Meet the First Woman to Row Across Three Oceans, Alone

Roz Savage worked 14-hour days as a management consultant in London for 11 years before she completed a self-help exercise that would change her life. At 32, she wrote two versions of her obituary. One detailed her legacy if her life stayed the same, and the second reflected her life if she had lived it "in full." She realized the two didn't line up, and an awakening began. "For so much of my life, I wanted something else to make me happy," Savage said in her 2013 TED Talk. "When I did that obituary exercise, I realized I needed to create my future."

She quit her job, left her husband, and--"through a leap of logic"--decided to row across the Atlantic Ocean, alone. 

Savage had rowed briefly while at Oxford University, but never in the ocean. She chose that setting to increase awareness of the ocean's pollution. 

In 2005, she rowed across the Atlantic Ocean, 3000 miles from the Canary Islands to Antigua. For the majority of her journey, she updated her blog through a satellite phone. But 24 days before the end of her row, Savage experienced total solitude when the phone broke. "It was a crash course in personal development," Savage said at a breakfast Wednesday morning. 

Ultimately, the isolation didn't faze her. In 2008, she set off in the Pacific and became the first woman to row from California to Hawaii. She spent over three months at sea and listened to over 62 audiobooks, then completed two other journeys to finally arrive in Papua New Guinea. National Geographic named her an Adventurer of the Year in 2010, noting her tenacity and perseverence.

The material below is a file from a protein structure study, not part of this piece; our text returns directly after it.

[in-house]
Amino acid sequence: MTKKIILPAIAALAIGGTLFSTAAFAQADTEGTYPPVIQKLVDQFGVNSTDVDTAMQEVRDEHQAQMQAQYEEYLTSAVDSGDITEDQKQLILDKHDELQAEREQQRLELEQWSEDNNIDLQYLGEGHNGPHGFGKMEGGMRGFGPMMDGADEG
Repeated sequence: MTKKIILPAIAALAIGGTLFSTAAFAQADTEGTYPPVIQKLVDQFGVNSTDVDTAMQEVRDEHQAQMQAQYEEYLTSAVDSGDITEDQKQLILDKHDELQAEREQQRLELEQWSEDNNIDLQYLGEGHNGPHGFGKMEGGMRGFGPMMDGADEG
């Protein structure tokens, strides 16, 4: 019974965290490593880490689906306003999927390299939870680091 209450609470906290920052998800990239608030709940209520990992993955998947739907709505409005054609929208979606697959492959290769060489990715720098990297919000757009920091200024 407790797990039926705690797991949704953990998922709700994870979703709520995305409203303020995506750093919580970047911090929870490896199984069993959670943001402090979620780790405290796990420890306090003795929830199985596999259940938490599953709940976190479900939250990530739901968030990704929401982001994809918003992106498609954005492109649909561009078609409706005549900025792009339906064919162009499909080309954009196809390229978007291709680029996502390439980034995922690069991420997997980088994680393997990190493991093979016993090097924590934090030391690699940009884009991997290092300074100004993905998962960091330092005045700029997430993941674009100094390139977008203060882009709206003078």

"Being alone on the ocean makes you very aware that you're just another animal," Savage told National Geographic. "The ocean doesn't give you any privileges because you're human."

In 2011, Savage rowed her third ocean, the Indian. For five months, she saw no dry land or people. When she landed in Mauritius, she became the first woman to row solo across three oceans. 

Today, Savage travels the world speaking about her experience and campaigning for the environment. She's written two books on her journeys, "Rowing the Atlantic: Lessons Learned on the Open Ocean," and "Stop Drifting, Start Rowing: One Woman's Search for Happiness and Meaning Alone on the Pacific."